Although history was made once again at the latest round of the HSBC World Rugby Sevens Series, you might say “dominance” was the word of the week. Why? Two words: Ferns and Fiji. Both teams embodied domination, winning all their matches on the road to gold.
First: The Black Ferns simply steam rolled the opposition, writing a new chapter in Series history. After beating Canada 33-7 in the final, New Zealand became the first team to successfully defend the HSBC Sydney Sevens title. That plus the fact that this is their fourth title in a row definitely adds up to D O M I N A N C E.
Next we have Fiji. The 2019 Series champions returned to the top with their first win in a 2020 tournament. The team beat South Africa for the second time in eight days, although this time they were fighting for first and not ninth place, not to mention their very first HSBC Sydney Sevens title. Both teams were looking to bounce back from Hamilton, and they did not disappoint, serving up a Cup final every bit as thrilling as their last final matchup in Singapore. Back to their best, Fiji produced some outrageous plays and seduced the Sydney crowd with regular moments of brilliance.
Fluhler: smiling supreme
New Zealand’s Stacey Fluhler reigned supreme once again – and she did it in her classic style, with a big broad smile. That’s right, the “smiling assassin” was all that and more as she made an incredible nine breaks, which are of course worth three points apiece on the DHL Impact Player Table.
With three tackles, nine breaks, four offloads and 21 carries, Fluhler walked off the field – all smiles of course – with a whopping 59 points.
This girl is just too good.
The “smiling assassin” was all that and more in Sydney.
France’s Shannon Izar also put on a fine display, scoring a total of 56 points – an effort that helped carry her team to the bronze final, only to be bested by the home team 12-10. She certainly made an impression and is one to watch going forward. Fiji’s Ana Maria Naimasi rounded off the top three with 51, five points adrift of Izar.
Stacey Fluhler has forged an enormous gap between herself and second placed Emma Tonegato of Australia – 37 points is now the difference on the overall DHL Impact Player Table. Australia’s Emma Tonegato remains in second at 242 points, with France’s Coralie Betrand moving into third (222) after scoring a respectable 43 points in Sydney.
Stacey certainly doesn't mince words, sending out this short-and-sweet tweet after the tournament:
Pinkelman: stepping up
Although he didn’t hit the 50-point mark, USA’s “big” Ben Pinkelman really stepped up his game in Sydney, reminding the rugby world that he’s a force to be reckoned with. He made an impact on all sides of the ball – including some fantastic line-outs! All told, the big man bagged 48 points on six tackles, three breaks, seven offloads and 19 carries.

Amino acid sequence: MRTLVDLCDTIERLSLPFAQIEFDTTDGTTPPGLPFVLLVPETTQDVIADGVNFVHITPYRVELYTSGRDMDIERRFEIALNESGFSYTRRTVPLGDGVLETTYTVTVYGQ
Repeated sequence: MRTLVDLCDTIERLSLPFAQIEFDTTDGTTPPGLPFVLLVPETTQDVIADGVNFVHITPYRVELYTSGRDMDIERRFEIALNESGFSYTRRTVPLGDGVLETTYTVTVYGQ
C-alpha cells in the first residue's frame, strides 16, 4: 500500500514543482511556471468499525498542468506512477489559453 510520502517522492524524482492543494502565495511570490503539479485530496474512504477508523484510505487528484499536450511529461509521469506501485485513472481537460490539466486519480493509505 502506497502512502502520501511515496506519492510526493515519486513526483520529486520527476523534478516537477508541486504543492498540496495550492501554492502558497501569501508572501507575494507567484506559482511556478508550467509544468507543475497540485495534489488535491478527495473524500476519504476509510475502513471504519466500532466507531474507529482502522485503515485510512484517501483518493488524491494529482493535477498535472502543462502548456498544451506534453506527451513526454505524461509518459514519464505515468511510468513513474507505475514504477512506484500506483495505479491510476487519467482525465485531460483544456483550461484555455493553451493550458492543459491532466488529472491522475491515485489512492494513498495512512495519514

Pinkelman ended the tournament four clear of South African Angelo Davids and three ahead of US compatriot Perry Baker. Ireland’s Terry Kennedy came in fourth with 42 points – a performance that pushed him to the top of the overall DHL Impact Player Table with 152 total points. France’s Tavite Veredamu is in second, followed by Kennedy’s countryman Jordan Conroy in third.
Big Ben reminded the rugby world that he’s a force to be reckoned with.
While Fluhler appears to be flying away with it on the women’s side, we’ll have to see if Kennedy can hold on to his four-point lead on the men’s. In less than a month, we’ll find out if anyone can rise to Fluhler’s level and whether Kennedy can maintain his impact play.
The DHL Impact Player Award
The DHL Impact Player Award recognizes the individual efforts players make to support their team with carries, tackles, line breaks and offloads. As a company that understands the importance of teamwork only too well, we don’t just celebrate the try scorers, we appreciate the try makers. They produce moments of skill and flair that can make a critical impact and change the course of the game.
Players are awarded 2 points for offloads, 1 for tackles, 3 for line breaks and 1 for carries.
Using a statistical analysis of individual players’ performances measured against four key criteria – offloads, carries line breaks and tackles – we’re shining a spotlight on these impact moments again this year. Players who execute these skills during a match are awarded points – 2 for offloads, 1 for tackles, 3 for line breaks and 1 for carries – to create a total score that is tracked on the DHL Impact Player Table.
Winners will be announced at the end of each tournament and the overall series winner will be judged across all 10 legs for the Men’s series and all 8 for the Women’s series.
The HSBC LA Sevens
Despite Sydney being their first finish outside the top two, the All Blacks still lead the Men’s Tournament with 76 points. South Africa trails by nine, with France a further 11 back. With USA aiming for a hattrick of titles on home soil following victories in 2018 and 2019 – and with the pools and schedules announced – it’s certainly setting up to be an exciting HSBC LA Sevens in the City of Angels. We can’t wait!
The women now get a two-month break before reconvening in Hong Kong on April 3. After four wins in a row, the Black Ferns will obviously be the team to beat. They are now at 96 points, 16 clear of Australia and Canada, who are joint second, followed by France a further ten points back in fourth.
And catch each and every #ImpactMoment throughout the series.